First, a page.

I had a great time photographing Helly Hansen’s sailing day in Toronto featuring Atlas Ocean Racing. We sailed a VO60 which is a 60-foot racing-class yacht built specifically for the Whitbread/Volvo Round the World Race and requires a crew of at least eight to run. It was a beautiful sunny day with the perfect amount of wind, which made for a relaxed day at sea.
Last week, I got to photograph the best baristas in the country at the Canadian National Barista Championships for The Globe and Mail. It was a dream assignment for me because I love coffee culture and also geeking out to delicious coffee. It was also interesting to chat with people who love coffee so much that they devoted a significant amount of their lives to perfecting the skill of making coffee. What drives them? Why are they spending so many hours preparing for a competition?
Here are a few photos from the event, but also check out the interactive feature the Globe put out here.
TORONTO - (March 17, 2019) The twenty-two best baristas in Canada gathered at The Artist Factory to battle it out for the title of best barista at the 2019 Canadian Barista Championships. The event was held to select a Canadian representative to compete in the World Barista Championships in Boston next month.
To earn their spot to compete with the best of the best in Canada, the baristas spend months taste-testing and selecting the coffee bean they will use, rehearsing their routine and practicing to make the perfect cup of coffee. At the competition, each competitor has fifteen minutes to present to four judges their coffee creations. The baristas are judged by the taste and presentation of the cup they brew (latte art), their preparing technique, how accurately they describe the flavour profiles in the coffee they present, their efficiency and cleanliness of their coffee station and also the creativity of a signature drink they create. The event is a fun celebration bringing together fans of the steadily-growing third-wave craft coffee culture in Canada, which uses high-quality Arabica beans, usually sourced directly from a farm in a coffee-growing region, with many cafés roasting their own beans in-house.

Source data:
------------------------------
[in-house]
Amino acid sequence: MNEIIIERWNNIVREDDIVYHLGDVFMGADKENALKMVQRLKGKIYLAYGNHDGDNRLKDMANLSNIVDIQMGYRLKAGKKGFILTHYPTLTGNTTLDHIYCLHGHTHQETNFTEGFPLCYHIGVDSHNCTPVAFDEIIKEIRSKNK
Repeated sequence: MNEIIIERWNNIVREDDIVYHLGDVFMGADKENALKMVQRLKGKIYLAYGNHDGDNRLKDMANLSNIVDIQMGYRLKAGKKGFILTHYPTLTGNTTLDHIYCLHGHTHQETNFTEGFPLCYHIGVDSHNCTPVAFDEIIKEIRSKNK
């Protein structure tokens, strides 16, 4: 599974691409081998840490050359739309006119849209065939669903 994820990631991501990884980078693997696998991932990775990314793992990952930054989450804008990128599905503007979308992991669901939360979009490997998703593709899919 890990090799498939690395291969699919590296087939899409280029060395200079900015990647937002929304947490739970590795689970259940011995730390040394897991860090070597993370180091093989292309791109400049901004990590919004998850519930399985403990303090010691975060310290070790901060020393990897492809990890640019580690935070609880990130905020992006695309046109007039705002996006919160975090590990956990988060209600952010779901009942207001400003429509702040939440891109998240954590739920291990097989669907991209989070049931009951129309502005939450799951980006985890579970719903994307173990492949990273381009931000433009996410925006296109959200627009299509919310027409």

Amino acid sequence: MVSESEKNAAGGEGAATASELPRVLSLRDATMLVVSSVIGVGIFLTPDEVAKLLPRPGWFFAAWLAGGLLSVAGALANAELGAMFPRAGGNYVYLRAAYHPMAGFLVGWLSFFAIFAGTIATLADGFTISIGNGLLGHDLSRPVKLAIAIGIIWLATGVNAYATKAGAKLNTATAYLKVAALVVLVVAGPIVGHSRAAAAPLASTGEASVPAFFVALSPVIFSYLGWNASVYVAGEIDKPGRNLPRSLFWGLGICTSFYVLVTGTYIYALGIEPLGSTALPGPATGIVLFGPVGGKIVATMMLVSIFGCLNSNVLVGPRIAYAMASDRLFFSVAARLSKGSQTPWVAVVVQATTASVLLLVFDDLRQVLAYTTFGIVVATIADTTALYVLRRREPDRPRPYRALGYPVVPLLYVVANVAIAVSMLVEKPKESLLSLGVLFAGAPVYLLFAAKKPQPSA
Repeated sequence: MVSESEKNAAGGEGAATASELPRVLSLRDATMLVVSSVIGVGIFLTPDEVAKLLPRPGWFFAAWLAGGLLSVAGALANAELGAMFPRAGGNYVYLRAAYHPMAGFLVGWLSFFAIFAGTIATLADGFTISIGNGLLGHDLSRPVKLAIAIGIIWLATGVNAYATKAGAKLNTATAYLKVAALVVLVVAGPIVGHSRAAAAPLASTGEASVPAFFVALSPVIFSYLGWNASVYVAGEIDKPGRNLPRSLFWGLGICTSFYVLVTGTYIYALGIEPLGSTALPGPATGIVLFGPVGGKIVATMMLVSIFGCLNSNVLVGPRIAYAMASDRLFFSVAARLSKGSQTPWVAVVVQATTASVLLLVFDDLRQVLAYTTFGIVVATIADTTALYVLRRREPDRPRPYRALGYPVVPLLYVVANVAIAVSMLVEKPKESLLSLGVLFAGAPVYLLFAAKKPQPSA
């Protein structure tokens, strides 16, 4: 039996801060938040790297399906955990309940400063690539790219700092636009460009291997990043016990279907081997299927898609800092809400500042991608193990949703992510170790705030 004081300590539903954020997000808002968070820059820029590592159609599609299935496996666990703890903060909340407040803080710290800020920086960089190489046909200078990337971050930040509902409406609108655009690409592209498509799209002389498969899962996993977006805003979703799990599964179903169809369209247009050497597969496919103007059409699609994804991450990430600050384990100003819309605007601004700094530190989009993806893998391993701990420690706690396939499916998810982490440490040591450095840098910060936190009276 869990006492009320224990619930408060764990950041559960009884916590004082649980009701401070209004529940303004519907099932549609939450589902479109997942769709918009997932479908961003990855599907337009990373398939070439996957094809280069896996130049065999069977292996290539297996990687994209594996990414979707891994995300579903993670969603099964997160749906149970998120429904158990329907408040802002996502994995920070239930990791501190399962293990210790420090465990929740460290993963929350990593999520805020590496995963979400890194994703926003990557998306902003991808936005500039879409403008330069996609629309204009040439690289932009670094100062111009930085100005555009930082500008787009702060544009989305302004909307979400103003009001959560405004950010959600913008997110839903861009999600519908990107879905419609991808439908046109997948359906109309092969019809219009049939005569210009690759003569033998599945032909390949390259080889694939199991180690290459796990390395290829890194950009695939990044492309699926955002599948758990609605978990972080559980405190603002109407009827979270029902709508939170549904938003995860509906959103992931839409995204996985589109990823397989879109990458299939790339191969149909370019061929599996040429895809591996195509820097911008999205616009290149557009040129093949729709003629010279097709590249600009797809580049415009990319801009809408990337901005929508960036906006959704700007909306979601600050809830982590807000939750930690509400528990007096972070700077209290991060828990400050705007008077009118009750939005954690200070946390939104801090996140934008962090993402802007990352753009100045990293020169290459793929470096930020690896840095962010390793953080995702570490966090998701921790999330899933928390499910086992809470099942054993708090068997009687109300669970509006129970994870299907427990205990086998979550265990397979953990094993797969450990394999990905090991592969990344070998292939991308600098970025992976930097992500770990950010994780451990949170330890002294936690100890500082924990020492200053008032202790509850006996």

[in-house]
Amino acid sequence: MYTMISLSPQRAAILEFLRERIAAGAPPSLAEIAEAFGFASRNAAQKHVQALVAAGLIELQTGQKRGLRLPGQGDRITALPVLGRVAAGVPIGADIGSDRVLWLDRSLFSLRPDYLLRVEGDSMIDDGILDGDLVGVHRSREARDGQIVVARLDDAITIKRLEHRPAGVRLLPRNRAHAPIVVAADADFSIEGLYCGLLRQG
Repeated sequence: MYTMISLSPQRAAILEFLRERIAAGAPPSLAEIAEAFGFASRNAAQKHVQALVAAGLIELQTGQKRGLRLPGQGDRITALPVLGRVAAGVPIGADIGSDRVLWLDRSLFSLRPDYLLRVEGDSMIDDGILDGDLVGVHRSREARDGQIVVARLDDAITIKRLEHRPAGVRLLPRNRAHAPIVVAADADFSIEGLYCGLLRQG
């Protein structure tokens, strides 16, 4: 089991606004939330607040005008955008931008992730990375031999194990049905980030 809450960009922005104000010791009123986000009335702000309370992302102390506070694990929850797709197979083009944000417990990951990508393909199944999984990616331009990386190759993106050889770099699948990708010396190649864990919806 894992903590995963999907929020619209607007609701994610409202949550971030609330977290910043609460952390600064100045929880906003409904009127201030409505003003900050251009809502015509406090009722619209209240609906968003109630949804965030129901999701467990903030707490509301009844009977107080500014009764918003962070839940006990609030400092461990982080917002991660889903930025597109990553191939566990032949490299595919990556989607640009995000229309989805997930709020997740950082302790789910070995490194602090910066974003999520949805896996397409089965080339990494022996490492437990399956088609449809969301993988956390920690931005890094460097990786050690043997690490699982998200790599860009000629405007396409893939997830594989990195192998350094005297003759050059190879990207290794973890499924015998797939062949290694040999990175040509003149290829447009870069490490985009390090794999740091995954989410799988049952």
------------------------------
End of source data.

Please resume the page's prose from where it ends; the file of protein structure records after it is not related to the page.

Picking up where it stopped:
I recently visited my 50th country (Romania) during my recent trip to Eastern Europe.
When I first started solo travelling roughly six years ago), I didn't imagine it would take so long to get to 50 countries. That is roughly eight countries a year, which doesn't seem like a lot but sometimes you get to a place and you love it so much you need to visit it thoroughly, from North to South, because usually every region is very different.
Do I plan to visit all 195 countries now that I've been to over a quarter of them? Maybe. Certainly a few people have done it. But most people will live their lives not even seeing 25% of the impressively awe-inspiring world we are on.
It's true. Travelling is not always easy. You have to plan where you want to go, take time off from work, save up some money, book tickets and accommodation and plan out an itinerary.
However, I've found that as I've been to more places with more miles under my feet, that like most skills, travelling does get easier. In 2014 when I first went to Morocco by myself, I was overwhelmed by their aggressive culture that preyed on tourists. I was not used to having a local follow me around (for hours) and ask for money. This time, four years later, the locals didn't stop following me around, but I was more confident. After four years of travelling experience, I was better at asserting myself and telling people to leave me alone when I felt uncomfortable. I sought out interactions with locals where I felt safe - authentic experiences which didn't involve any monetary exchange. I am better at reading situations now and this helps as a photographer carrying thousands of dollars in camera gear (and as a regular traveller) - being able to spot danger and when you need to leave a situation.
I'm not done with my travels though, here's to the next 50 countries. Thanks for joining me on this journey. :)
Here's a compilation of the highlights of my travelling so far:
2016, for me, was a year that could only be described as “FULL”. I spent a record (in a year) total of 110 days (30% of the year) travelling locally and also to other eight countries, five of which were new to me; had a full-time job; on top of another full-time job (freelance photography); on top of helping my best friend get married (almost a full-time job); and also managed to accomplish some personal goals like reading 52 books this year, getting my motorcycle license, finally paying off all of my student loans (phew!) and getting my Open Water Diving Scuba certification. I also finally went on my South East Asia backpacking trip which I had been planning for since 2012 but something always came in the way.